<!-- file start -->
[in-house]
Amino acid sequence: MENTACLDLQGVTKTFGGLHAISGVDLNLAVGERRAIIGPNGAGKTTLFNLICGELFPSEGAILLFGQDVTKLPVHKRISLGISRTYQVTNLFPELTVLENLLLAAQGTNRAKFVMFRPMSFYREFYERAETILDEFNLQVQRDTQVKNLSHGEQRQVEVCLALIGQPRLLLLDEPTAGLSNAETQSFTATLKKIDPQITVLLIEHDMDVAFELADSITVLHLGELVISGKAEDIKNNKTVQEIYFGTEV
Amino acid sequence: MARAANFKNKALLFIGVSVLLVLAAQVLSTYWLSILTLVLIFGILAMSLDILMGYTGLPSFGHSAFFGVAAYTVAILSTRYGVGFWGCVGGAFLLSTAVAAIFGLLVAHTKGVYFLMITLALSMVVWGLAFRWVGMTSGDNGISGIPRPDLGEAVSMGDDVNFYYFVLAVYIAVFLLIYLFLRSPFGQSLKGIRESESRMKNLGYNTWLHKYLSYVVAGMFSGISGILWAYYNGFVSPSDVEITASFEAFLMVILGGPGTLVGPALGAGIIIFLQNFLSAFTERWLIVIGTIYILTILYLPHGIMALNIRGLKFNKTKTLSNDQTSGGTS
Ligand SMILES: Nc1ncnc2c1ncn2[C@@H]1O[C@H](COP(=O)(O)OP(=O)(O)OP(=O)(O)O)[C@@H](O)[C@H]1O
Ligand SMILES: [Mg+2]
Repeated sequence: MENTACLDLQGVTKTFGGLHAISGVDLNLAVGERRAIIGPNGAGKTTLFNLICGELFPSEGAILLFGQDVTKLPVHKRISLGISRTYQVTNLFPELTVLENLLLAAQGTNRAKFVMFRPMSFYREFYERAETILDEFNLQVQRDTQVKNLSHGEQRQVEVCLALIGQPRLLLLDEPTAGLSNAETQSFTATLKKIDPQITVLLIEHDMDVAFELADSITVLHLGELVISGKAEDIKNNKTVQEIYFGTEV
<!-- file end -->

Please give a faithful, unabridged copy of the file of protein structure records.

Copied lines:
[in-house]
Amino acid sequence: MENTACLDLQGVTKTFGGLHAISGVDLNLAVGERRAIIGPNGAGKTTLFNLICGELFPSEGAILLFGQDVTKLPVHKRISLGISRTYQVTNLFPELTVLENLLLAAQGTNRAKFVMFRPMSFYREFYERAETILDEFNLQVQRDTQVKNLSHGEQRQVEVCLALIGQPRLLLLDEPTAGLSNAETQSFTATLKKIDPQITVLLIEHDMDVAFELADSITVLHLGELVISGKAEDIKNNKTVQEIYFGTEV
Amino acid sequence: MARAANFKNKALLFIGVSVLLVLAAQVLSTYWLSILTLVLIFGILAMSLDILMGYTGLPSFGHSAFFGVAAYTVAILSTRYGVGFWGCVGGAFLLSTAVAAIFGLLVAHTKGVYFLMITLALSMVVWGLAFRWVGMTSGDNGISGIPRPDLGEAVSMGDDVNFYYFVLAVYIAVFLLIYLFLRSPFGQSLKGIRESESRMKNLGYNTWLHKYLSYVVAGMFSGISGILWAYYNGFVSPSDVEITASFEAFLMVILGGPGTLVGPALGAGIIIFLQNFLSAFTERWLIVIGTIYILTILYLPHGIMALNIRGLKFNKTKTLSNDQTSGGTS
Ligand SMILES: Nc1ncnc2c1ncn2[C@@H]1O[C@H](COP(=O)(O)OP(=O)(O)OP(=O)(O)O)[C@@H](O)[C@H]1O
Ligand SMILES: [Mg+2]
Repeated sequence: MENTACLDLQGVTKTFGGLHAISGVDLNLAVGERRAIIGPNGAGKTTLFNLICGELFPSEGAILLFGQDVTKLPVHKRISLGISRTYQVTNLFPELTVLENLLLAAQGTNRAKFVMFRPMSFYREFYERAETILDEFNLQVQRDTQVKNLSHGEQRQVEVCLALIGQPRLLLLDEPTAGLSNAETQSFTATLKKIDPQITVLLIEHDMDVAFELADSITVLHLGELVISGKAEDIKNNKTVQEIYFGTEV